Quartet at the Revival auctionby Samarth Kanal on 6th September 2018
Four picks from Bonhams' Goodwood Revival auction
Four famed cars could find new owners at Bonhams’ Goodwood Revival auction on September 8.
That quartet includes one of the first Lotus Cortinas to race at the hands of drivers such as Jim Clark, Trevor Taylor and Dan Gurney; the Silk Cut-liveried Jaguar Group C sports prototype; a Tojeiro campaigned by a young Jackie Stewart; and a very rare factory built competition Shelby Cobra.
Colin Chapman was tasked with building a Group 2 competition version of the Cortina, with Lotus to build 1000 cars for homologation in 1963. In February, this Cortina rolled off the production line at Cheshunt and soon sported the numberplate ‘166 RUR’.
One of two Cortinas to make the saloon’s racing debut, ‘166 RUR’ first raced at Oulton Park, and its second outing was at Snetterton at the hands of Clark – who had just won the 1963 World Championship – for second in class.
Gurney found himself at the wheel for the car’s North American debut, at Sebring, as it was sent to the United States in 1964 as part of the English Ford Team. Drivers such as Peter Arundell and David Hobbs raced it that season, and the car was sold to a collector in North Carolina at the end of 1964.
In 1990, touring car driver Andy Middlehurst found the car in Florida, rust-free and with Cosworth engine intact, and the Cortina was raced at the Revival’s St Mary’s Trophy in 2003 by Middlehurst and Tiff Needell. Musician Chris Rea and historic racer Kevin Kivlochan subsequently owned the car, the latter driving it with Emanuele Pirro in 2011.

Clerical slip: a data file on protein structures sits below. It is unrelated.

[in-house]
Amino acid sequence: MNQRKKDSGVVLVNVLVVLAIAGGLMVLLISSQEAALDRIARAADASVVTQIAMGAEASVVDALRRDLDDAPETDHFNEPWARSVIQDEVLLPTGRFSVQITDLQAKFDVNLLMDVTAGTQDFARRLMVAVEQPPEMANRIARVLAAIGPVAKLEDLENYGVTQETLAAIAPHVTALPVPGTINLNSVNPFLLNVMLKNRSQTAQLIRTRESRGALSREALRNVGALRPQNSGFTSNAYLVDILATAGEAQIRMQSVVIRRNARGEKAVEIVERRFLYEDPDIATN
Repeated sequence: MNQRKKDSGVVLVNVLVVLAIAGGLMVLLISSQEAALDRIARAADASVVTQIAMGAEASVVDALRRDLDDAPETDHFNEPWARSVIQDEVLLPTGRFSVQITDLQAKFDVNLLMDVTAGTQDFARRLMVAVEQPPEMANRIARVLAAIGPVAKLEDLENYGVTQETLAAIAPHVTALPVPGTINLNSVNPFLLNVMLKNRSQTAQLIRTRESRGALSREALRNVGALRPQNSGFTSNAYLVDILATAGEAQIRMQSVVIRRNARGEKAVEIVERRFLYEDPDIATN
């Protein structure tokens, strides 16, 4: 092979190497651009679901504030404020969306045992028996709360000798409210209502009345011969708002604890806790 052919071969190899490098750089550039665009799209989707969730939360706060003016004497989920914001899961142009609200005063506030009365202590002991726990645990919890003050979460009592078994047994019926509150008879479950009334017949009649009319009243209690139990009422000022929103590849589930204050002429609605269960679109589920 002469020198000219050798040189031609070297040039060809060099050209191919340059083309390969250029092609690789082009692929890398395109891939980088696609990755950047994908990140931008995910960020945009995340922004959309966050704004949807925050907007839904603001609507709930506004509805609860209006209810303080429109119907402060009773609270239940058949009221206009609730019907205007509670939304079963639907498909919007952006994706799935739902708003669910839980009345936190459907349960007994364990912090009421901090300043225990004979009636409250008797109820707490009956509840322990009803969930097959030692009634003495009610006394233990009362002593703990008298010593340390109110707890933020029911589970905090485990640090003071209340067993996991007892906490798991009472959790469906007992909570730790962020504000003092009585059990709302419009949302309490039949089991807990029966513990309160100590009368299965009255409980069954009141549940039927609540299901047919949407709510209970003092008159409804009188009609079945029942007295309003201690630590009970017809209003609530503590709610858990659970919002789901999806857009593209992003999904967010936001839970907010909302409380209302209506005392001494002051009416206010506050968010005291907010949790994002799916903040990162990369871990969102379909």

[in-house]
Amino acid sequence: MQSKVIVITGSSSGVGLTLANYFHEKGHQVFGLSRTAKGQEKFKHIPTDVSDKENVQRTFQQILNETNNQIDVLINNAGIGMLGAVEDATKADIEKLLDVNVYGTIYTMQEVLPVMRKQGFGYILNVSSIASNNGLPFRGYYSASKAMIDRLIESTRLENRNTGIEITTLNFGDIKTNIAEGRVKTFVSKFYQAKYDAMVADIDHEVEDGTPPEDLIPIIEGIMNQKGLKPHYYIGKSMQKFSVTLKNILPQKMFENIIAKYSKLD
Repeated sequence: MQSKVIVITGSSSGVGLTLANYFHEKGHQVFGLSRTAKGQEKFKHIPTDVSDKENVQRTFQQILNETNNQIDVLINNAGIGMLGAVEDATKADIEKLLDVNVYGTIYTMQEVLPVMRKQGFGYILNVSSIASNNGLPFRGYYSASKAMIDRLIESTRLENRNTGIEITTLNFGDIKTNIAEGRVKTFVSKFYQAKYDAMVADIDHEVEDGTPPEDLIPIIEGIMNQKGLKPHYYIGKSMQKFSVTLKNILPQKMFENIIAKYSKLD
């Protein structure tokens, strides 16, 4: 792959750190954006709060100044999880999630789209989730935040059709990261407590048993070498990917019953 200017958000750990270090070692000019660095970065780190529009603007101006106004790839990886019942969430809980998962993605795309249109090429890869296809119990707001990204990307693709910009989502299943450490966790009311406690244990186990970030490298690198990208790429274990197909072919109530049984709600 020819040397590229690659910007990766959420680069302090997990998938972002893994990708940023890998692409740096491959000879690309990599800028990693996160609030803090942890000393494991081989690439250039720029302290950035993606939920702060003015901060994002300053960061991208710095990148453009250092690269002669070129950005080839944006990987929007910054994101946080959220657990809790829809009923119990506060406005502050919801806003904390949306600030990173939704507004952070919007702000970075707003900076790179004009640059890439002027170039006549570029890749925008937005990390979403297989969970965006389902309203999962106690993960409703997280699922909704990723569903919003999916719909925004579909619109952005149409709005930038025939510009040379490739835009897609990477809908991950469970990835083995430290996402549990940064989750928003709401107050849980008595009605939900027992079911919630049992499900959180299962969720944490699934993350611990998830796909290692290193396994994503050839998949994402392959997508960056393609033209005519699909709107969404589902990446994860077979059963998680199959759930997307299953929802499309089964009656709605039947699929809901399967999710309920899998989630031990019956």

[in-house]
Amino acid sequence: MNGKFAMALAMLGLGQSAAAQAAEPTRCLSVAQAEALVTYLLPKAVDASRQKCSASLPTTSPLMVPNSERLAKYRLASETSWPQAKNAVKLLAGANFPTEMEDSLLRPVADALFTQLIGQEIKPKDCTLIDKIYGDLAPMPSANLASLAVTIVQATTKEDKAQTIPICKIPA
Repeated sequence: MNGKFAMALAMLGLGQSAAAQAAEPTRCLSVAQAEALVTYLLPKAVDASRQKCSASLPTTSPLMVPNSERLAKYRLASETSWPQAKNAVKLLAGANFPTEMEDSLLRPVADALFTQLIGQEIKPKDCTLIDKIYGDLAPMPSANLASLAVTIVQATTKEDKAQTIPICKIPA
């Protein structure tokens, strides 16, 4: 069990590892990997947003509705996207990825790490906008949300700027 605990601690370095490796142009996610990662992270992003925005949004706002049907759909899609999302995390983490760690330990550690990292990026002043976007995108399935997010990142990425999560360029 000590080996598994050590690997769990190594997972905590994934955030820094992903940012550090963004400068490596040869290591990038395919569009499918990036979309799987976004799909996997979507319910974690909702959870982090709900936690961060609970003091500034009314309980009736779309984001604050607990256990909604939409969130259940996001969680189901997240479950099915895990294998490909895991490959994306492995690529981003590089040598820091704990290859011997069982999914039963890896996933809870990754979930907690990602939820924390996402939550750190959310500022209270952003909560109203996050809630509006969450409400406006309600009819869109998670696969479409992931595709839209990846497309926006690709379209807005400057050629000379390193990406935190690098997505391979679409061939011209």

It’s an important piece of Lotus racing history, but that’s a given with alumni such as Clark and Gurney. For an estimated £200,000-£250,000, it could find a new owner on September 8.
Sporting that unmistakable purple and yellow livery, the 1990 Jaguar XJR-11 Group C Sports Prototype is far removed from the ermine white Cortina.
Powered by a twin-turbo MG Metro-derived V6 engine, chassis 490 made its debut at the hands of Martin Brundle and Alain Ferté in 1990 at Suzuka, and Tom Walkinshaw’s squad took a 1-2 at Silverstone – the car’s only victory.
Jan Lammers partnered Brundle for the last two races of the 1990 season but reliability was their downfall; this Jaguar was still the most successful of three XJR-11s when it was phased out in 1991.
Since 1991, the Jaguar was restored by Tom Walkinshaw Racing and then by JD Classics, who prepared it for the 2018 Le Mans Classic – but it didn’t race at the event. Now, it’s on sale for an estimated £1,200,000-£1,500,000.
Synonymous with Jaguar’s endurance racing success, Ecurie Ecosse – described by Motor Sport as a team that ‘inspired support right across Europe and America’ – was essentially Scotland’s national motor racing team.
In 1962, team founder David Murray wanted two of John Tojeiro’s cars for Le Mans.
‘I have a 2½-litre Coventry Climax engine and I feel that this engine in a coupe body could do well in the GT Prototype class’, he wrote to team backer Major E G Thomson.